How to Vacation Safely During the COVID-19 Pandemic

mom hiking with her young children

Summer is here, and for many families, that means it’s time for a vacation.

But with the coronavirus (COVID-19) pandemic, traveling now comes with new risks. Taking the right safety precautions is more important now than ever before.

If you’re planning a trip this summer, here is what to keep in mind.

Outdoors are safer than indoors

Many beaches, parks and other outdoor spaces have reopened, usually with restrictions. If you’re looking to get away for a few days, consider taking a camping or hiking trip. Spending time outdoors is also great for your mental and physical wellbeing

Just remember, if you’re traveling to a popular tourist spot, it may be hard to observe physical distancing guidelines. The Centers for Disease Control and Prevention (CDC) recommends that you stay six feet away from others who are not in your household.

Before you book your vacation, think about how crowded it’s likely to be. You might want to seek out locations that are off the beaten path instead. Or think about visiting during less popular hours and choosing activities that will take you away from crowds. For example, rent a kayak or paddleboard instead of playing mini-golf.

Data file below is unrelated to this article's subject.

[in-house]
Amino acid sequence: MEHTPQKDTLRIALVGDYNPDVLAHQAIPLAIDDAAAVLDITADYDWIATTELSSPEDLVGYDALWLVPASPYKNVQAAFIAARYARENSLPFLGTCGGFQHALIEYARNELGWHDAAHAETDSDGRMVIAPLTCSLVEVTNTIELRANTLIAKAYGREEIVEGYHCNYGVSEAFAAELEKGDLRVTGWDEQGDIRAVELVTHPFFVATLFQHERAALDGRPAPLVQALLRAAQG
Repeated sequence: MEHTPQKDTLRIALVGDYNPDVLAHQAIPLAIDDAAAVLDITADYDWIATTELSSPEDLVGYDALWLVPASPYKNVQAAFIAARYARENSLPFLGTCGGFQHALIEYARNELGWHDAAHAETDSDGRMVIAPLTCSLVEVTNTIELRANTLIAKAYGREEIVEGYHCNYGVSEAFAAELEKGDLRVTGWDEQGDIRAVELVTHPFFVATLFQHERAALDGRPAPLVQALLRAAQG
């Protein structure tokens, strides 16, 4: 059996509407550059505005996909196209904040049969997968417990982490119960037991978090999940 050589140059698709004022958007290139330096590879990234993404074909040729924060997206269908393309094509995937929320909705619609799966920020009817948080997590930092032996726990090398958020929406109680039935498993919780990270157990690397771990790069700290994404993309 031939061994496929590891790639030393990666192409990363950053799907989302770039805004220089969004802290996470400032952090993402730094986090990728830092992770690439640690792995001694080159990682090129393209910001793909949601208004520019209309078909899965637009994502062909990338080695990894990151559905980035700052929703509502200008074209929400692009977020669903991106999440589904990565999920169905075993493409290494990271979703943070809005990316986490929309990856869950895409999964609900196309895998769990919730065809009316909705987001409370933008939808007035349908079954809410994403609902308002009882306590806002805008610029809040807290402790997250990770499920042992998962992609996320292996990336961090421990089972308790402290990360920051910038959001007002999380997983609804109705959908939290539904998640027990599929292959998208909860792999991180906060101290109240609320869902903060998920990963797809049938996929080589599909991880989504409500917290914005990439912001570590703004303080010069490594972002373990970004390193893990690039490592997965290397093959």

Take a road trip

Driving your own car is the safest way to travel right now. Pack a cooler full of snacks and drinks so you don’t have to stop for food. Make sure to have hand sanitizer and face masks with you for when you do have to stop. If you use cloth masks, bring extras with you in case you aren’t able to wash them every day. A good rule of thumb is to have a mask for every day that you are away.

This summer, think about traveling to see relatives and staying at their houses instead of a hotel or resort. If you have family members who are high risk, such as older family members or family members with pre-existing conditions, we recommend quarantining for a week before you travel to see them.

If you do have to fly, try to book a flight that’s early in the morning or late at night, when fewer people are flying. Wear a mask any time you are in the airport, even if you are in an area with relaxed restrictions, and while on the plane. Bring your own snacks and an empty water bottle or a thermos that you can fill up at the airport, and wipes so you can clean off your seat on the plane.

If COVID-19 is spreading in your area, or in the area that you plan to visit, consider postponing your trip. And if you are sick, don’t travel.

Consider “staycations” and day trips

The safest way to enjoy your summer is still by staying at home. But if you want to get out of your house, now is the time to plan some fun day trips. This way, you are still beginning and ending the day in your own home.

If you have kids, it’s time to get creative!  Rather than visiting public pools, set up a sprinkler in your yard for your little ones. Arrange play dates that are outside. The same thing goes for adults. Host gathering with friends outside instead of inside.

We know that after several months of stay-at-home orders, everyone wants a change of scenery and a return to normal life. But remember, we must do our part to protect others and ourselves and slow the spread of COVID-19.


Michael Remoll, MD, is the director of emergency services at Anne Arundel Medical Center.



Stefanie OsterlohStefanie Osterloh, CRNP, is a nurse practitioner at Doctors Community Practices at Crofton.